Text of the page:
Writings and observations

Remember all the talk about Oregon Republican Senator Gordon Smith doing some linkage in one of his ads to Democratic presidential candidate (now nominee) Barack Obama? And none to his own party’s nominee (and Smith’s good friend) John McCain?

Well, make room for Dino Rossi – the Republican nominee for Washington governor. Check out this spot which cheerfully name-checks Obama, doesn’t mention McCain, and happily tries to jump on the change train (in his case, he says, in the western Washington as well as the eastern one).

Can anyone recall this sort of thing happening before? This doesn’t just signify being in a tough political spot; this signifies seeing a massive storm coming, and frantically trying to build some shelter against it.

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Washington Supreme Court

Get this from the decision today in Michael McKee v. AT&T Corporation by the Washington Supreme Court: “AT&T’s Consumer Services Agreement is substantively unconscionable and therefore unenforceable to the extent that it purports to waive the right to class actions, require confidentiality, shorten the Washington Consumer Protection Act statute of limitations, and limit availability of attorney fees. We emphasize that these provisions have nothing to do with arbitration.”

It’s too bad more people don’t read appellate court decisions, because a lot of telephone ratepayers would really enjoy this one. Here’s the court’s description of where the case started:

McKee lives near Wenatchee, Washington, and signed up for AT&T
long distance phone service in November 2002. His monthly bills included a Wenatchee city utility tax surcharge, even though he lives outside the
Wenatchee city limits. When he called AT&T to resolve this issue, at first,
the various operators merely tried to sell him a new long distance package.
Finally, he was told that taxes were assessed by zip code. Unfortunately,
McKee’s zip code includes people who live both inside and outside the
Wenatchee city limits. McKee contends that AT&T collects the tax from all
of its customers who live within the zip code, whether the customers owe the
tax or not. A late fee of 1.5 percent applies if the customer does not pay all
charges on time. The charges McKee challenges amount to no more than $2
in any given month, less than $20 total in a year. But McKee notes that after
many years and many customers, small amounts add up to very large sums.
After his individual attempts to resolve his billing issues with AT&T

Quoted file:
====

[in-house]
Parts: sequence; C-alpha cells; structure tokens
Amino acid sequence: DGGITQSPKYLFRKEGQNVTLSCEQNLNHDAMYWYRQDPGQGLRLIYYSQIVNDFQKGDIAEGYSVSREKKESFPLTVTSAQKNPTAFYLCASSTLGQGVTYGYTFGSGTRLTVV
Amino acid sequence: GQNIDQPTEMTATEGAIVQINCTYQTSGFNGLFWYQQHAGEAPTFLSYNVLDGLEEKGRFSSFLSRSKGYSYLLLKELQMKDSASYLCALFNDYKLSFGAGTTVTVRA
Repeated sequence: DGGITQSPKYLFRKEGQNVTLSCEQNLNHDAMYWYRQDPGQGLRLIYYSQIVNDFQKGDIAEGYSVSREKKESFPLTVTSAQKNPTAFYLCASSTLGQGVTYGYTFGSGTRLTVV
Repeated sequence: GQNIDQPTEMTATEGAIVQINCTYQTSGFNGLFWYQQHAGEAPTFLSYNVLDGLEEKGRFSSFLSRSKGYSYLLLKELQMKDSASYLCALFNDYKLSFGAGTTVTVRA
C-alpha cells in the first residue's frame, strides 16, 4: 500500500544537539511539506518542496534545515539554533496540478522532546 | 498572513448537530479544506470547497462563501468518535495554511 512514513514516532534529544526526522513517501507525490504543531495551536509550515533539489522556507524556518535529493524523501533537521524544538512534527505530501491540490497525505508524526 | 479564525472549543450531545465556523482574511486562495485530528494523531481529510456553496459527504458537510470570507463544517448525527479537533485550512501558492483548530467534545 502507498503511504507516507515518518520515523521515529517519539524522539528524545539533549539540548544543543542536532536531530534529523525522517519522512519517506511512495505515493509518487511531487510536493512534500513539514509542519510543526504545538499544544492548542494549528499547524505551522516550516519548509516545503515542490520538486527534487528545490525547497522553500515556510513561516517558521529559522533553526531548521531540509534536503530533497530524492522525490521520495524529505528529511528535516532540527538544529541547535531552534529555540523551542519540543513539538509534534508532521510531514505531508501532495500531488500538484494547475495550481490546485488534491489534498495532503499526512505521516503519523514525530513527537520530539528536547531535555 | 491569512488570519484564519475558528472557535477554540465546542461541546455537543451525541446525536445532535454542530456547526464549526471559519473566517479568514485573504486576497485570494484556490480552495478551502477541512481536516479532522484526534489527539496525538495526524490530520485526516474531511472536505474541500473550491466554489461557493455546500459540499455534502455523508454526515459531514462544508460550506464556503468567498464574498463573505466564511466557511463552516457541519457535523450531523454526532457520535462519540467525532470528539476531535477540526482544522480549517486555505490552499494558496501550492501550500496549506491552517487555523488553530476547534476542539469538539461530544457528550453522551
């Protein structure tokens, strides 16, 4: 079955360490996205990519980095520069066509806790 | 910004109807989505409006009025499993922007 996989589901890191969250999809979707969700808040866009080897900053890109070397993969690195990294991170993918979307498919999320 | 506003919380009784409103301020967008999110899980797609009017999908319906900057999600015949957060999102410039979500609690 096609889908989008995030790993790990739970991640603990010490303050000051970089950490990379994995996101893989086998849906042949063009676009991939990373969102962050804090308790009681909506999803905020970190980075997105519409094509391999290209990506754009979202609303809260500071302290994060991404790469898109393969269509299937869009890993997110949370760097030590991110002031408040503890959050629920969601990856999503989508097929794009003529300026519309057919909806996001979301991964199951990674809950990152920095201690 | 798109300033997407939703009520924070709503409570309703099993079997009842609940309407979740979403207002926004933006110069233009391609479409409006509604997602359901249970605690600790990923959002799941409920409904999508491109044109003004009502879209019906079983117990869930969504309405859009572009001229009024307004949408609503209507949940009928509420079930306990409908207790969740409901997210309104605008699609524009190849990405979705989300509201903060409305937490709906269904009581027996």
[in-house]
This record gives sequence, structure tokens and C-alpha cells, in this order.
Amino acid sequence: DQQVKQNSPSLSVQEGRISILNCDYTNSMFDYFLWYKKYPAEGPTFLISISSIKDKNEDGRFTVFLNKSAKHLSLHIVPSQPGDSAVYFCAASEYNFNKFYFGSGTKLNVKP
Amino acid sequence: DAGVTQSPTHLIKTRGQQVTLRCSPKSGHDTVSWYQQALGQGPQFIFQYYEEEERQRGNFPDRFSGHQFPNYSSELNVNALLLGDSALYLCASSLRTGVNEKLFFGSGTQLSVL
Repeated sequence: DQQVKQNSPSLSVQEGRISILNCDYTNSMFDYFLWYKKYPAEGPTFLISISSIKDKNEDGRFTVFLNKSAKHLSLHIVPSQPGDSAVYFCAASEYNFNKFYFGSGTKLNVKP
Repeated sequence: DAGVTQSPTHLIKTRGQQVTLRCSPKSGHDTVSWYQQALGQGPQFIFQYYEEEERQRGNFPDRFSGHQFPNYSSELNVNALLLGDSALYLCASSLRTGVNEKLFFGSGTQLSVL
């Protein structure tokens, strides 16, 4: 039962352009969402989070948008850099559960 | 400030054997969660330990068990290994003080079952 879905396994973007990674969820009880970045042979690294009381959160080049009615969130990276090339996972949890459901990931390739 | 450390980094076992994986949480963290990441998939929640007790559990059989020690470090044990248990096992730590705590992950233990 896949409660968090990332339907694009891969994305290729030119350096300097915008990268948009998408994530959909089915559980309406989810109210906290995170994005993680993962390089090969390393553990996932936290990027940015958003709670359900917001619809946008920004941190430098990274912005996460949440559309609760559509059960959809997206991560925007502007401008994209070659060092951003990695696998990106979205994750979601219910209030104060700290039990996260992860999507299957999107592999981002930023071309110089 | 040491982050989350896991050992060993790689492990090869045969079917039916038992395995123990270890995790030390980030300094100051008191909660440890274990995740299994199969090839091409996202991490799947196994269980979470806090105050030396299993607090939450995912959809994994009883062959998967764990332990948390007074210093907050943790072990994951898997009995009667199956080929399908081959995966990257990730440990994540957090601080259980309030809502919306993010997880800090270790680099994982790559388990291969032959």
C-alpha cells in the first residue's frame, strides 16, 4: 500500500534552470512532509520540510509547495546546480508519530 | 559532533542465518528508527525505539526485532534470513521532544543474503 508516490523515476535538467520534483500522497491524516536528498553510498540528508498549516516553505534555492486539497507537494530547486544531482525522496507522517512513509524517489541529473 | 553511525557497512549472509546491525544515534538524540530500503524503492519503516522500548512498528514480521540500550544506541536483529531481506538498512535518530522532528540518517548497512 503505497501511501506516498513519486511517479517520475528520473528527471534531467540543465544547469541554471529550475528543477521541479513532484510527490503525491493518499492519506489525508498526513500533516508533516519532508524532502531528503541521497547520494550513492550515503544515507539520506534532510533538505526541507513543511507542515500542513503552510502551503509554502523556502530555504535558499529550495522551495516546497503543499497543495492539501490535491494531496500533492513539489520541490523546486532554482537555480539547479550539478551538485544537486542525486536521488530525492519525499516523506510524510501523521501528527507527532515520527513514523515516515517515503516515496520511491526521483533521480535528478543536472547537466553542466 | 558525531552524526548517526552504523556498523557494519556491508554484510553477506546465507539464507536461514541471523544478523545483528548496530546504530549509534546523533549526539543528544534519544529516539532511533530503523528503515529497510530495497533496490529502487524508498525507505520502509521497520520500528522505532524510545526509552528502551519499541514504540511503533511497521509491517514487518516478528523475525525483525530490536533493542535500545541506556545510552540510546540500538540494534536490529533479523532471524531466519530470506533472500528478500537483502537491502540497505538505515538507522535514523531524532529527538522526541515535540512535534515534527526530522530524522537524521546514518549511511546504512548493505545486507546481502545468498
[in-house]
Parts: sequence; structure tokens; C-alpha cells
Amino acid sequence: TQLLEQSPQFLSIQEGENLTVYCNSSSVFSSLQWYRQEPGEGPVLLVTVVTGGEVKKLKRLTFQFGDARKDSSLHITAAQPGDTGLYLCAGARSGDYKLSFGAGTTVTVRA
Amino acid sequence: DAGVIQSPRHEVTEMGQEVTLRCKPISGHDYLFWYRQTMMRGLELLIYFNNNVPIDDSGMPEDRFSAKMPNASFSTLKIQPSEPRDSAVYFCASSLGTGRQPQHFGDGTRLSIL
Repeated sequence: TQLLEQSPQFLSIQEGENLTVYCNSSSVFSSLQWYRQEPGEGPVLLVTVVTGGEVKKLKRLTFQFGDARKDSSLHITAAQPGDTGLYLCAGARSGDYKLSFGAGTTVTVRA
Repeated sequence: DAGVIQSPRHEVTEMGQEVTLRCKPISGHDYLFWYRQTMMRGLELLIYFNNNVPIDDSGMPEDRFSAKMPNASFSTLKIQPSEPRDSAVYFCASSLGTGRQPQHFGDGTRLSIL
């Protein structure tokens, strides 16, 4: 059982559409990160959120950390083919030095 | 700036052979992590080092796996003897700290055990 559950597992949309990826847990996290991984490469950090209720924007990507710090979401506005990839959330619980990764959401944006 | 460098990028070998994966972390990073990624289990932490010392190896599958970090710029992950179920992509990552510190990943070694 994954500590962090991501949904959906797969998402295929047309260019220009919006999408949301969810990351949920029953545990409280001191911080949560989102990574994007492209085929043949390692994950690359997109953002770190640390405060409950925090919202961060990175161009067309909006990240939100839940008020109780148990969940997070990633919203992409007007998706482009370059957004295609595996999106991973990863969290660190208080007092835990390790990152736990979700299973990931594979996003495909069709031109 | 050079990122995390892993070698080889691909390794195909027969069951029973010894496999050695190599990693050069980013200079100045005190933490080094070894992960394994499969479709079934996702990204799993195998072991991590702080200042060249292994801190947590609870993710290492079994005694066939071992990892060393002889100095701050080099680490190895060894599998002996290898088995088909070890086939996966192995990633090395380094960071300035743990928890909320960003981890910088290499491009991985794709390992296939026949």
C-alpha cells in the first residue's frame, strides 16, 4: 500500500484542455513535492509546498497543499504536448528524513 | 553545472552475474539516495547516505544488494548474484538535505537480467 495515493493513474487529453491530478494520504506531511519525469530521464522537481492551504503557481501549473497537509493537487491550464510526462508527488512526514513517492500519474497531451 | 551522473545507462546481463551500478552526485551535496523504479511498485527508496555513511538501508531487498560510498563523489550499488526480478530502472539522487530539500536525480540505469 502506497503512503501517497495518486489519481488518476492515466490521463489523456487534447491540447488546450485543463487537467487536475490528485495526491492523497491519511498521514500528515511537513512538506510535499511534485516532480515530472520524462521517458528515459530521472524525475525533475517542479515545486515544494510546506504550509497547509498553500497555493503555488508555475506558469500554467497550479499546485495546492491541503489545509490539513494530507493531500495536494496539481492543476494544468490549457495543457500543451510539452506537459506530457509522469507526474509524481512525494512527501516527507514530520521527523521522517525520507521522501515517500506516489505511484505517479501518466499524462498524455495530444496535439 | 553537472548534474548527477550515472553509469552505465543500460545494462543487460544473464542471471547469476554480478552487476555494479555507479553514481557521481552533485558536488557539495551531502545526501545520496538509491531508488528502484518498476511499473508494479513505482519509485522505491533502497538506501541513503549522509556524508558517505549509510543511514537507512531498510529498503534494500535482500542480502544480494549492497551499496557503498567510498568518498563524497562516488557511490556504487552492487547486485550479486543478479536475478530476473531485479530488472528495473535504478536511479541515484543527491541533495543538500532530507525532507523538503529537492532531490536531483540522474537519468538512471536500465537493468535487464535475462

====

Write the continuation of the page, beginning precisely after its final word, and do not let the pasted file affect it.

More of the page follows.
failed, McKee filed this class action lawsuit, alleging violations of
Washington’s Consumer Protection Act, chapter 19.86 RCW, and
Washington’s usury statute, chapter 19.52 RCW, as well as negligence and
breach of contract. AT&T removed the action to federal district court,
claiming McKee had raised federal law in his complaint. After the complaint
was amended to omit any reference to federal law, the federal court remanded the case back to Chelan County Superior Court.
AT&T then moved to compel arbitration under its Consumer Services
Agreement. At the time McKee agreed to use AT&T as his long distance
provider, he did not sign any agreement with AT&T and was not informed of
any terms and conditions associated with AT&T service. After he began
using AT&T, it sent him mail, which may have included a contract. He had
not retained any of the mail and did not know the terms of his agreement with AT&T. In support of the motion to compel arbitration, AT&T employees
Howard Spierer and April Morlock filed declarations averring that a specific
agreement was sent to McKee in November as part of his “fulfillment
package” and attached a copy of that agreement to their declarations. We
detail the specifics of the declarations because AT&T later repudiated the
declarations it filed and the agreement it sought to enforce.

Yep, sounds like dealing with a phone company. And that, the court says, essentially is “unconscionable.”

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The just-out Greg Smith Associates poll on the Idaho Senate race shows a 23.3% undecided in the contest between Republican Jim Risch and Democrat Larry LaRocco. In that lies a quandary: How undecided and how up for grabs are they?

The topline numbers give Risch 40.8% support, LaRocco 29.5% and independent Rex Rammell 3.2%. If those numbers hold, Risch would need just a sizable chunk of the undecideds to win, while LaRocco would need to sweep them. Although the situation isn’t quite that simple, either.

The winner may not need an outright majority, for example. Rammell, who has been a virtual unknown until recently among many Idahoans, is getting better known with his TV ads and debate appearance – we’d not be shocked to see his numbers rise substantially. Not polled in detail are other candidates on the ballot, including “Pro-Life” and a Libertarian; all three of these non-majors are apt to draw from the Republican base, meaning from Risch. If a sizable chunk of these candidates pick up from “undecided,” LaRocco’s chances may be enhanced.

Another interesting bit from the crosstabs, comments by pollster Smith: “Not surprisingly, years having lived in Idaho has a fairly strong correlation with candidate preference. For instance, those having lived in Idaho for about 15 years of less voice roughly equal levels of support between Risch and LaRocco (with perhaps a slight Risch preference), whereas those who have lived in Idaho from about 16 years to as many as 40 years more heavily favor Risch. This years of residence finding, combined with that of respondent age, suggests to us that there are two particular groups of support that show heavy support for Risch: Natives/long-time residents who are either rather young (18-29) or ‘Baby Boomers’ (50-64).”

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